The Big Mother Lode Crush By Sarah Lunsford The coming of fall is almost on us with the changing of leaves

and hint of coolness in the air that signals the change of the season. These changes also signal another change, the one in the grapes around the Mother Lode telling winemakers that it is time to harvest the fruit and begin the crushing of the grapes. This region isn’t the only place around the world that finds itself in the middle of crush during the autumn, wine and wine making are steeped in the world culture in such a way that they cannot be unthreaded one from the other. In Medieval Europe all the way up through the Renaissance and beyond, wine and beer were what people drank in order to avoid water which was typically contaminated because of the sanitary conditions of the time. Ancient Italy and Spain are ripe with stories about winemaking complete with the Romans worshipping a god of wine in the form of Bacchius a god who was diminutive in appearance and whose behavior and personify encompassed all the hallmarks of someone who indulges a little too frequently in the fruit of the vine. With all the wine through the ages, there has always been the process by which that wine gets to the table whether those tables sat in the wine bars of Pompeii where winemakers from that time grew their vineyards in their backyards or our tables of today. That process starts with the crush. “They’re crushed when they’re ripe and ready, it’s up to the grape,” said Bonnie Miller, Sierra Lodestar Wine Columnist. In the Foothills those grapes ripen later than those in the valley because it’s cooler in the area at the higher elevations. Even in the Foothills the wine region varies enough that the vines are ready for crush at different times. When zinfandel vines are ready for crush in the western part of Amador’s Shenandoah Valley they are typically not ready in Fiddletown until about three or four weeks later because of the micro-climates in the area, according to Joe Shebl winemaker for Borjon Winery, Driven Winery, D’Vancey Winery and Fiddletown Cellars. The late summer early fall is the time in the life of a vine when they are ready for harvest. After a vineyard is planted, it typically takes three to four years before it is mature enough for a harvest and even then the grapes are not the best quality for wine, although they can be used and are typically blended with wines from other vines. Months before harvest, the vines are carefully taken care of having been pruned of dead weight typically in the beginning of the year, which allows for the new growth in the spring and summer. “The vineyards get really pretty (at this time of year),” Miller said. The grape clusters show up underneath the leaves around July, in this way they don’t get sunburned. In this position they are exposed to the heat which allows the sugars to increase but are hidden from the suns rays which could burn them.

Vineyard managers monitor the vines carefully throughout their growing process making sure they get what they need to grow well and sometimes holding back on them to ensure a better grape content. Deficit irrigation occurs when a vineyard manager actually reduces the amount of water the crop needs to put the plants in a slightly stressful situation which will increase the sugar levels but not stress them out to the point that it has lasting damage to the plants. This actually produces a better wine. There are a few factors that winemakers look at when determining whether grapes are ready for harvest and crushing. Grapes need to have a certain sugar level, acid or ph level and a flavor profile that is acceptable to the winemaker. All of these elements need to be in harmony before a grape cluster is ready to be harvested. “It’s a combination of those that tell the wine grower that it is the optimum time to pick,” said Tom Bender, wine appreciation instructor at Columbia College “Tasting the grape, the juice, tasting the seed,” said Winemaker Brett Keller of Cherokee Flat Vineyard about the experience of going out in the vineyard to determine the readiness of the grapes for harvest. In the world of the winemaker the sugar content is referred to as brix, a French term for sugar. Winemakers walk through the vineyard and randomly test grapes from different clusters either by using a refractometer which measures the sugar content or taste the grapes themselves to determine whether or not the grapes have enough brix to harvest. “Very rarely do I take any type of instrument out,” Sheble said. “It’s all based on flavor, bottom line is how does it taste?” The brix level is important because in a round about way it tells the winemaker how mature the grape is. Also, the sugar level is important because it ultimately determines the alcohol content of the wine. It’s especially important to get the brix level correct because while the acidity level can be adjusted during the winemaking process, the sugar level is difficult to change and in some regions of the world may or may not be allowed. “Each grape you want to harvest at various brix,” Miller said. The seeds are another indicator that the fruit is ready to be picked this tells the winemaker about the tannin development in the grape, green seeds are generally avoided with brown seeds being the best. Acids are important for the survival of the grape. They are also a part of the flavor of the grape giving it that crispness that in a wine can balance out the sugars. “If it didn’t have decent acidity, it (the wine) would be flabby and lack structure,” Bender said. In general the grapes that will produce whites are harvested first with the red coming later in the season according to Eric Costa, Sutter Ridge Winemaker. After it is determined the grapes are ready to harvest, the inevitable crush comes along with the crush celebrations. The modern mind conjures up images of barefooted people stomping grape clusters in wine barrels in order to get the juice. If anyone has actually participated in the stomping of the grapes, they will no doubt remember how many grapes need to be crushed for such a small amount of juice that will be used to make wine.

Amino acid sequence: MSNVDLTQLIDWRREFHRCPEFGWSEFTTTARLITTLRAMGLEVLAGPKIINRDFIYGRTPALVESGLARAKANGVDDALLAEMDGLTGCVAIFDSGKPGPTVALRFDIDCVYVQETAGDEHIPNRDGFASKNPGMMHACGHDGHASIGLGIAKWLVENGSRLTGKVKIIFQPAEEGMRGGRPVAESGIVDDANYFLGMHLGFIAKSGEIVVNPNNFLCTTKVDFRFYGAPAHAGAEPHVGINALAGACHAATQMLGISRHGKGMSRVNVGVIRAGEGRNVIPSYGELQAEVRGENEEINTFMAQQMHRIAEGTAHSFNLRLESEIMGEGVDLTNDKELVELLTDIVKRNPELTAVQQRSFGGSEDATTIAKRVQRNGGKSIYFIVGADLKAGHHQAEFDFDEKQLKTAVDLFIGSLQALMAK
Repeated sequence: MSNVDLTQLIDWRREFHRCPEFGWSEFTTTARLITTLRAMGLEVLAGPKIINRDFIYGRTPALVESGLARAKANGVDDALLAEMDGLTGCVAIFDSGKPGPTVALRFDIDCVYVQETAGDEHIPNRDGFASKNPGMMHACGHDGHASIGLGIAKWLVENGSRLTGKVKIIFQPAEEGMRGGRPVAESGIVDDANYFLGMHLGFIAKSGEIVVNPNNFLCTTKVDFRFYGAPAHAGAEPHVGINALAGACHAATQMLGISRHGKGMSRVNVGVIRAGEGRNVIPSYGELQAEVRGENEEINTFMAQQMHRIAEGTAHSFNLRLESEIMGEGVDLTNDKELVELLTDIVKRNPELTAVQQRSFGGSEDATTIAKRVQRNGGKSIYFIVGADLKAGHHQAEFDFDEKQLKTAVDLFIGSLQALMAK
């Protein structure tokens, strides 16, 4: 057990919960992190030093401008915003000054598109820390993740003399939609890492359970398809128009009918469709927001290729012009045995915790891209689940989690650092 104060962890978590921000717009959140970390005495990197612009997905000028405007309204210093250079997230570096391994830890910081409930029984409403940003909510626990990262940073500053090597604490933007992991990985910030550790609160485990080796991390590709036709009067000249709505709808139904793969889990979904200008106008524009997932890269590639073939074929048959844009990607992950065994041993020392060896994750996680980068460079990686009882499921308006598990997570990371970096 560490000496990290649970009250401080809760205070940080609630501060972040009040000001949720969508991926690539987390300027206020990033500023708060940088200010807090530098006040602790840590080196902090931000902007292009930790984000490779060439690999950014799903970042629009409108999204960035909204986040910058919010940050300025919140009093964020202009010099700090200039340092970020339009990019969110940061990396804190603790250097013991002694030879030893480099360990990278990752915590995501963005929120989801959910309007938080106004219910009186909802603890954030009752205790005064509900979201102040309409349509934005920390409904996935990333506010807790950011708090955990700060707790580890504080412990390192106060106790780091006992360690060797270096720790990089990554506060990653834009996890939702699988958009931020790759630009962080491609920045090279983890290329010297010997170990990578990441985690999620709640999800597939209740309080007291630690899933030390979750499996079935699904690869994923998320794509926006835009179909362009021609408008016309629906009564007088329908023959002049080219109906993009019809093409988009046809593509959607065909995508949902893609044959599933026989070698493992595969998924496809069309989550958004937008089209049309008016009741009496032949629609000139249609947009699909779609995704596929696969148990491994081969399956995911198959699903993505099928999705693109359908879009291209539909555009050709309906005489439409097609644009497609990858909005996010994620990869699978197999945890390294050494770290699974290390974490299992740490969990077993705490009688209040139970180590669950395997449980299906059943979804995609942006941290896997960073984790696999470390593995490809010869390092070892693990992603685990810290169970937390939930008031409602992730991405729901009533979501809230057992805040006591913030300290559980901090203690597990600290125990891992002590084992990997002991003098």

Crushing the grapes by foot is still a method used by small wineries, but most wineries depending on their size use a mechanical crusher that crushes the grapes and release the juice. The sheer amount of grapes that need to be crushed to produce wine can be mind boggling. There literally needs to be ton of grapes to produce about 65 cases of wine, or another way of looking at it is a ton of grapes roughly translates into 2 ½ barrels of wine with a barrel of wine ending up as about 24 cases. There are 12 bottles of wine in a case. How many grapes that are grown in a given season is determined by not only what the vineyard manager does to ensure the crop but also by climactic conditions. “It takes about 40 to 50 vines to make a barrel of wine,” Miller said. All wine needs to go through a fermentation process after it is crushed, and sometimes pressed which extracts more juice from the grapes. “It’s wine within a week or two of crush,” Bender said. The temperature level during fermentation can affect not only the taste of the wine but also the speed of the fermentation process. Red wines are fermented at a higher temperature than whites. Reds are fermented in their skins, this not only gives the reds their color but also affects the taste of the wine. “The most important influence on taste is how long the red wine remains on the skin prior to pressing,” Costa said. “This controls the amount of tannin in the finished wine and whether a heavy dark colored wine or a lighter wine is being produced.” The wine sits after fermentation when it’s technically wine, which allows it to age and clarify before blending. What the wine is aged in matters, with oaks barrels, either young or old, adding to the wine, while those aged in steel containers do not pick up anything from them. “It’s more of a sensation than a flavor,” Sheble said. Aging in oak barrels allows the wine to breath more because the oak is porous, but it is costly with new French oak barrels averaging about $800 a barrel and new American oak barrels averaging about $450 a barrel. “I use new oak to increase the layers of complexity to my wine,” Sheble said. When the wine is ready, the winemaker chooses to blend the wine to either enhance the flavor or correct flavor issues as well fining the wine to remove tannins, along with removing small particles form the wine that could cause cloudiness. Most winemakers use gelatin to find the wine, which forms sediment with the micro particles and after removal leaves no residual taste in the wine. “In some cases a basic consistency can be achieved by blending, but then again, mother nature has a lot to say about the final wine produced,” Costa said. At the end of the day the wine and how its tastes all comes down to the grape before it goes through crush and ends up at the end of the winemaking process out into a bottle. “Does it taste fantastic out in the vineyard?” Sheble said and that is the real question whose answer determines a good, or great, wine.